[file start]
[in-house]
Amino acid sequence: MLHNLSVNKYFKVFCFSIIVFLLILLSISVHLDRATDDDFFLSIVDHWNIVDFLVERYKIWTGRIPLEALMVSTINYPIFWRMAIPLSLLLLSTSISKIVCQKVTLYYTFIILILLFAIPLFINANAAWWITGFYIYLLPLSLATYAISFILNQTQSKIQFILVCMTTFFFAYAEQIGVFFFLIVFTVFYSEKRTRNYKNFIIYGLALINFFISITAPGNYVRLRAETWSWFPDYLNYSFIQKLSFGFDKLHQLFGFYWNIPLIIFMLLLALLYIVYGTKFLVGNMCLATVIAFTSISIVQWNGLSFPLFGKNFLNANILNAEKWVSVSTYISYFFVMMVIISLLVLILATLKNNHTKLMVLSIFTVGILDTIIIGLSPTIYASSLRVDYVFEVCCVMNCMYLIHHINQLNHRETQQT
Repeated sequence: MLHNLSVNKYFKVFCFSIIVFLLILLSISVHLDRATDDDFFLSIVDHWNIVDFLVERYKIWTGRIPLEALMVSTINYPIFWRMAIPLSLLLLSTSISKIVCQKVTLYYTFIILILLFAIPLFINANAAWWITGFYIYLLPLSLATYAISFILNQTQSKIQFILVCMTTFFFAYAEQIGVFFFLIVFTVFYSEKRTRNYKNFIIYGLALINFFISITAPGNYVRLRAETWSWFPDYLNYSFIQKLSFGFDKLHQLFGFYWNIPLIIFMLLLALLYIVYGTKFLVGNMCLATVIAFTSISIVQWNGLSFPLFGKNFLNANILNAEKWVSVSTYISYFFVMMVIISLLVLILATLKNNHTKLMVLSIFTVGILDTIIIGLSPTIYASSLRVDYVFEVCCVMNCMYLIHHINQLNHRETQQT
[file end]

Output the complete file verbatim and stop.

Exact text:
[in-house]
Amino acid sequence: MLHNLSVNKYFKVFCFSIIVFLLILLSISVHLDRATDDDFFLSIVDHWNIVDFLVERYKIWTGRIPLEALMVSTINYPIFWRMAIPLSLLLLSTSISKIVCQKVTLYYTFIILILLFAIPLFINANAAWWITGFYIYLLPLSLATYAISFILNQTQSKIQFILVCMTTFFFAYAEQIGVFFFLIVFTVFYSEKRTRNYKNFIIYGLALINFFISITAPGNYVRLRAETWSWFPDYLNYSFIQKLSFGFDKLHQLFGFYWNIPLIIFMLLLALLYIVYGTKFLVGNMCLATVIAFTSISIVQWNGLSFPLFGKNFLNANILNAEKWVSVSTYISYFFVMMVIISLLVLILATLKNNHTKLMVLSIFTVGILDTIIIGLSPTIYASSLRVDYVFEVCCVMNCMYLIHHINQLNHRETQQT
Repeated sequence: MLHNLSVNKYFKVFCFSIIVFLLILLSISVHLDRATDDDFFLSIVDHWNIVDFLVERYKIWTGRIPLEALMVSTINYPIFWRMAIPLSLLLLSTSISKIVCQKVTLYYTFIILILLFAIPLFINANAAWWITGFYIYLLPLSLATYAISFILNQTQSKIQFILVCMTTFFFAYAEQIGVFFFLIVFTVFYSEKRTRNYKNFIIYGLALINFFISITAPGNYVRLRAETWSWFPDYLNYSFIQKLSFGFDKLHQLFGFYWNIPLIIFMLLLALLYIVYGTKFLVGNMCLATVIAFTSISIVQWNGLSFPLFGKNFLNANILNAEKWVSVSTYISYFFVMMVIISLLVLILATLKNNHTKLMVLSIFTVGILDTIIIGLSPTIYASSLRVDYVFEVCCVMNCMYLIHHINQLNHRETQQT